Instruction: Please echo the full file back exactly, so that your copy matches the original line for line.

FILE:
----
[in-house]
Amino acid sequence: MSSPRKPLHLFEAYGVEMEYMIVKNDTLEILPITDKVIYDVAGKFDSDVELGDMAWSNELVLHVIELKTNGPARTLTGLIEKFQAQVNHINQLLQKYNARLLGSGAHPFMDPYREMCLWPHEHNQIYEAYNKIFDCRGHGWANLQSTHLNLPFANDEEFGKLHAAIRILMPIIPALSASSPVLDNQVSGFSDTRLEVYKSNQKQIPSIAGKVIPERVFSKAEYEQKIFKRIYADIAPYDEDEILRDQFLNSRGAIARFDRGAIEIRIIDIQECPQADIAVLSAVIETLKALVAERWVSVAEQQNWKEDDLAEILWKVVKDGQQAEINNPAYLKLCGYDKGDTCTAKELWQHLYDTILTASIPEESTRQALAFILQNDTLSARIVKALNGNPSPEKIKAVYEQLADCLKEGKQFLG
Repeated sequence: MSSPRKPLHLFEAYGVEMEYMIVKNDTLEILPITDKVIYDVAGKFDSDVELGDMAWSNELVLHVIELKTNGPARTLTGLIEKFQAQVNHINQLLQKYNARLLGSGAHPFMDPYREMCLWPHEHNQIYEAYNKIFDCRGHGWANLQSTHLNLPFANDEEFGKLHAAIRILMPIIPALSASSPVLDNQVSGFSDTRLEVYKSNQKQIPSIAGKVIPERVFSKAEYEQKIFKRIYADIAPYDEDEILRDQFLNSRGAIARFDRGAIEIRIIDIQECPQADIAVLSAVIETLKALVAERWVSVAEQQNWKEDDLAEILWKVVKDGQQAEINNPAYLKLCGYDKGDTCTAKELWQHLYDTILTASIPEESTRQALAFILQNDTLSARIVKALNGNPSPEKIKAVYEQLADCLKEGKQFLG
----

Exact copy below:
[in-house]
Amino acid sequence: MSSPRKPLHLFEAYGVEMEYMIVKNDTLEILPITDKVIYDVAGKFDSDVELGDMAWSNELVLHVIELKTNGPARTLTGLIEKFQAQVNHINQLLQKYNARLLGSGAHPFMDPYREMCLWPHEHNQIYEAYNKIFDCRGHGWANLQSTHLNLPFANDEEFGKLHAAIRILMPIIPALSASSPVLDNQVSGFSDTRLEVYKSNQKQIPSIAGKVIPERVFSKAEYEQKIFKRIYADIAPYDEDEILRDQFLNSRGAIARFDRGAIEIRIIDIQECPQADIAVLSAVIETLKALVAERWVSVAEQQNWKEDDLAEILWKVVKDGQQAEINNPAYLKLCGYDKGDTCTAKELWQHLYDTILTASIPEESTRQALAFILQNDTLSARIVKALNGNPSPEKIKAVYEQLADCLKEGKQFLG
Repeated sequence: MSSPRKPLHLFEAYGVEMEYMIVKNDTLEILPITDKVIYDVAGKFDSDVELGDMAWSNELVLHVIELKTNGPARTLTGLIEKFQAQVNHINQLLQKYNARLLGSGAHPFMDPYREMCLWPHEHNQIYEAYNKIFDCRGHGWANLQSTHLNLPFANDEEFGKLHAAIRILMPIIPALSASSPVLDNQVSGFSDTRLEVYKSNQKQIPSIAGKVIPERVFSKAEYEQKIFKRIYADIAPYDEDEILRDQFLNSRGAIARFDRGAIEIRIIDIQECPQADIAVLSAVIETLKALVAERWVSVAEQQNWKEDDLAEILWKVVKDGQQAEINNPAYLKLCGYDKGDTCTAKELWQHLYDTILTASIPEESTRQALAFILQNDTLSARIVKALNGNPSPEKIKAVYEQLADCLKEGKQFLG